By Tim Brinkhof
A dispatch from TIFF 2022, and how the past looms large over Romanian film culture.
The 2023 proceedings will feature a bevy of classics projected on good ol’ 35mm, 16mm, and 70mm.
Léonor Serraille comes good with her novelistic second feature about an immigrant family fighting for survival in France.
Michelle Williams excels as a sculptor whose attention is sapped by colleagues and family in Kelly Reichardt’s ambient social satire.
Albert Serra returns with an apocalyptic saga set in Tahiti in one of his most accomplished and mature films to date.
Lukas Dhont’s second feature focuses on the friendship between two boys, and the tragedy that changes the trajectory of their lives.
A woman who leaves her infant son in a Busan “baby box” finds an unexpected family in Hirokazu Koreeda’s tender drama.
Saeed Roustayi’s panoramic melodrama of a poverty-stricken Tehran family in the midst of disintegration is a knockout.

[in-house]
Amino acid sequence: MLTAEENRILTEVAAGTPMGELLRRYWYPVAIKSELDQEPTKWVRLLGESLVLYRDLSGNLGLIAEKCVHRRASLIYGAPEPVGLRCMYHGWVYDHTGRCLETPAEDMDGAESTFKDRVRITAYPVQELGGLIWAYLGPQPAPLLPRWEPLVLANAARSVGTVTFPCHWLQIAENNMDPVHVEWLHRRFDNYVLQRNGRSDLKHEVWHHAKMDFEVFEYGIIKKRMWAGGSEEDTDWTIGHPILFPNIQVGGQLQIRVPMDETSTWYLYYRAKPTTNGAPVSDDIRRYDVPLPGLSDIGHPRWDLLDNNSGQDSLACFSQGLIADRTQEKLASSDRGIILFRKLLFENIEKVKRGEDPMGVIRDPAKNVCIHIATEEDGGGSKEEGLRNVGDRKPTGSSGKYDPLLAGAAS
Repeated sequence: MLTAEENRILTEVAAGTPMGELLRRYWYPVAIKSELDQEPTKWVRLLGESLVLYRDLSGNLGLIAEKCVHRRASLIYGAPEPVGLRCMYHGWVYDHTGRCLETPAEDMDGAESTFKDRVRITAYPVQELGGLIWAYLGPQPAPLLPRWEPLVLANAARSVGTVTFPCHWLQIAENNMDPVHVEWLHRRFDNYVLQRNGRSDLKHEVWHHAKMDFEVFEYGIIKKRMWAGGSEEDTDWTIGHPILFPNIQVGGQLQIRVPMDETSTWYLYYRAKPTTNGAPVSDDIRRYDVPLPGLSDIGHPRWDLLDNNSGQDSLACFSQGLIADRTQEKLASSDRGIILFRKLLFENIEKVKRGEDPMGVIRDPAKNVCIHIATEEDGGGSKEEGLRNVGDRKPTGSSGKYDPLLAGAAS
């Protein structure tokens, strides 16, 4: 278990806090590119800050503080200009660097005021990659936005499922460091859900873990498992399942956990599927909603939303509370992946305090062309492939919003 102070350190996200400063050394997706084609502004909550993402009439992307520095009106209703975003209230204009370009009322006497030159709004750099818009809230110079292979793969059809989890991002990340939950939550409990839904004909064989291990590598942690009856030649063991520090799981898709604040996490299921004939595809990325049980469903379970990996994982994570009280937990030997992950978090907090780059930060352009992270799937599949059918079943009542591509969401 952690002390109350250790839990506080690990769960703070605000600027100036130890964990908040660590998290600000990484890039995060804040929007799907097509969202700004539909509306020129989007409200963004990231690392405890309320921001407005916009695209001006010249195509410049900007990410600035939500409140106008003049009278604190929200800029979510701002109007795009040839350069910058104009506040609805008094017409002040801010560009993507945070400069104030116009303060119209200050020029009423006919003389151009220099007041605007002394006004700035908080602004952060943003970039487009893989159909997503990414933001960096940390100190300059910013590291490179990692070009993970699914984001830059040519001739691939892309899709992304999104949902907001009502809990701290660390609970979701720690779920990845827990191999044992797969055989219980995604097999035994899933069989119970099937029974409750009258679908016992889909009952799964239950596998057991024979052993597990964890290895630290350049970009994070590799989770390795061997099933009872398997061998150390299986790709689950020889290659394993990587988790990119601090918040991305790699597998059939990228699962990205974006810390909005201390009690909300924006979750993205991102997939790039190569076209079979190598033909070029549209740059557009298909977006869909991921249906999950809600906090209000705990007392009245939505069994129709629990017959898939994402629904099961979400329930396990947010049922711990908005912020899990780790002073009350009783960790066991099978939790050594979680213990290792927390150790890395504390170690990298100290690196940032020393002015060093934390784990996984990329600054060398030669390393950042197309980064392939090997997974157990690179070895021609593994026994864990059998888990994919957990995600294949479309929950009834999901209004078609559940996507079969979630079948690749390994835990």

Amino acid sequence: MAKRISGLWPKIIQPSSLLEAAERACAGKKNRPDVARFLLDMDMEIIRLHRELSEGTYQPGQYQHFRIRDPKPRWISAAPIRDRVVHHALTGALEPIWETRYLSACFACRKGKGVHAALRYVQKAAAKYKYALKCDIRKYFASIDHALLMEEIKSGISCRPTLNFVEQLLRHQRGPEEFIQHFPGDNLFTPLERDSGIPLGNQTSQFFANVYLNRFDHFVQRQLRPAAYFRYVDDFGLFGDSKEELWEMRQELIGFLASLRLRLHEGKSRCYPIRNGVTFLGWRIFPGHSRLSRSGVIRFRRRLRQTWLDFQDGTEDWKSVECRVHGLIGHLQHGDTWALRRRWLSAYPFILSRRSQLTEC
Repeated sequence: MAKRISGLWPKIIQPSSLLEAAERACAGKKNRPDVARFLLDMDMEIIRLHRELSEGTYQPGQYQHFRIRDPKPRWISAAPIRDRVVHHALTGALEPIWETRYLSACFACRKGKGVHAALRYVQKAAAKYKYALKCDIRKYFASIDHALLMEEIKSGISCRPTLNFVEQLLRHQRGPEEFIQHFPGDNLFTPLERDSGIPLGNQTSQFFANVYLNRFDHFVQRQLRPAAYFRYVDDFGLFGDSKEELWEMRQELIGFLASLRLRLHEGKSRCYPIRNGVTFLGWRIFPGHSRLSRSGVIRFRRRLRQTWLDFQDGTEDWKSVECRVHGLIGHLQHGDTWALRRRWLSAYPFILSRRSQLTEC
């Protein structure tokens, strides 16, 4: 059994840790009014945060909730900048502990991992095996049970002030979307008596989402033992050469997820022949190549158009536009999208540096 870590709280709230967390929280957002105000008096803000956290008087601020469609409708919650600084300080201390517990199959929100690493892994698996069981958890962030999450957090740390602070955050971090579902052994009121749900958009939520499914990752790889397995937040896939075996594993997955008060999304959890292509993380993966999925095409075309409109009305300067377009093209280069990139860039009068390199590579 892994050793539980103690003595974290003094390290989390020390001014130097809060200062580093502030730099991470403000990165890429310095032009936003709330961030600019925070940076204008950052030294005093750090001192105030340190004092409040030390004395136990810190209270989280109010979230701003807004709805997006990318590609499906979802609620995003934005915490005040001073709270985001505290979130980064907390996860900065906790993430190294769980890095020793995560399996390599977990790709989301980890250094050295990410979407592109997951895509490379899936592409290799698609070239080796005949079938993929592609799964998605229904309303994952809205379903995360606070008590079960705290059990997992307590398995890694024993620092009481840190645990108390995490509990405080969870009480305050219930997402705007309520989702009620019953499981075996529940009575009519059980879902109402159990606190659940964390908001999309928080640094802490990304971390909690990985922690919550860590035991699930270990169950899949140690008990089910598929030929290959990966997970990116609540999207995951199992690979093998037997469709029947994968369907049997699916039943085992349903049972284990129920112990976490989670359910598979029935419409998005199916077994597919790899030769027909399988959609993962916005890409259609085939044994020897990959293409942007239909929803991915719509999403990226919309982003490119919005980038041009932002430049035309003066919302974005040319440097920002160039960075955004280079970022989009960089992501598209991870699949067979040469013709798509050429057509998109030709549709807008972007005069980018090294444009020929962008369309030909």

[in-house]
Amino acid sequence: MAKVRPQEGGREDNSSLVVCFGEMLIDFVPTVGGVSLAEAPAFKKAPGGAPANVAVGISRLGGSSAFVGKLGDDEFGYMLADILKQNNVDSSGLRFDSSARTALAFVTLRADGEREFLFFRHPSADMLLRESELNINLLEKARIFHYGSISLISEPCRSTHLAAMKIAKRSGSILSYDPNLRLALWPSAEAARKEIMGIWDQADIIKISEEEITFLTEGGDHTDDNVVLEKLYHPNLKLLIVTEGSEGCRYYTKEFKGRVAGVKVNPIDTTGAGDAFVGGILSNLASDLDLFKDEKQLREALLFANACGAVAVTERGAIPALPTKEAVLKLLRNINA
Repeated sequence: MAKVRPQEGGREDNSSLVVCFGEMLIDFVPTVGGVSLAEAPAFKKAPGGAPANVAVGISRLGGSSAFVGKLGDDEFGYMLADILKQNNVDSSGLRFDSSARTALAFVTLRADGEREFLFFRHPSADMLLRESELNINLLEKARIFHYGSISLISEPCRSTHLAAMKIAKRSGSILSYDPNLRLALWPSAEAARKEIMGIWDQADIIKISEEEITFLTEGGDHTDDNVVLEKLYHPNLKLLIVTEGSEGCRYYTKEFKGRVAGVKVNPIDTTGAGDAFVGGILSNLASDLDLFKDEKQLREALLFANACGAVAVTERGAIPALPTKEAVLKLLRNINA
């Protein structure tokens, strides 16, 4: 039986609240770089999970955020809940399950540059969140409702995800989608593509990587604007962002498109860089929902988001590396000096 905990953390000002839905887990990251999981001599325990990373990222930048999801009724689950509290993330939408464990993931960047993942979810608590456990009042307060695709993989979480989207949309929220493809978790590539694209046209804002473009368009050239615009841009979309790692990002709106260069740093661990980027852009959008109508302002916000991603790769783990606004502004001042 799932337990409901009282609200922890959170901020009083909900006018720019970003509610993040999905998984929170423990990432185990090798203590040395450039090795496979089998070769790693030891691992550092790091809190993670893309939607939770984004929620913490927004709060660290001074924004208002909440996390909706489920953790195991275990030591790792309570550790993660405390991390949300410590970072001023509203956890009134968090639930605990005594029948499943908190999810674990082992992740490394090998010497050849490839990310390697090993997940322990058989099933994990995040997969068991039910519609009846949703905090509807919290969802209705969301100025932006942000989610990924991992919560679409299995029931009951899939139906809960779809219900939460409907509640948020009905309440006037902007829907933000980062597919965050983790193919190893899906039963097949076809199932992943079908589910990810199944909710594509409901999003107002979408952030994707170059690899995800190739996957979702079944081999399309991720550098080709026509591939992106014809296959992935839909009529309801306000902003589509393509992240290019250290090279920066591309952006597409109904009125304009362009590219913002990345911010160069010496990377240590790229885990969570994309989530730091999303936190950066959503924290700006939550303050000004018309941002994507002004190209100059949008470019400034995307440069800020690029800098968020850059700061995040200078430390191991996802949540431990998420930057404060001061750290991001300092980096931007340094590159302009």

Alice Winocour draws on her brother’s experiences of the 2015 Bataclan attack to create a drama about recovering from trauma.
A man on his deathbed recounts his youth as a firefighter in João Pedro Rodrigues’ striking queer feature.
By Ryan Coleman
A Costa Rican man resists attempts to destroy his home in director Ariel Escalante Meza’s mystical drama.
Emmanuelle Nicot paints an achingly beautiful portrait of friendship, recovery and identity through a young girl’s sexual abuse story.
Letitia Wright and Tamara Lawrance star in Agnieszka Smoczyńska’s ambitious but flawed biographical feature.
Verena Paravel and Lucien Castaing-Taylor’s humanist portrait of care, surgery and technology is one of the highlights of Cannes 2022.
A narcissistic couple engage in a constant game of one-upmanship in Kristoffer Borgli’s disappointingly one-note feature.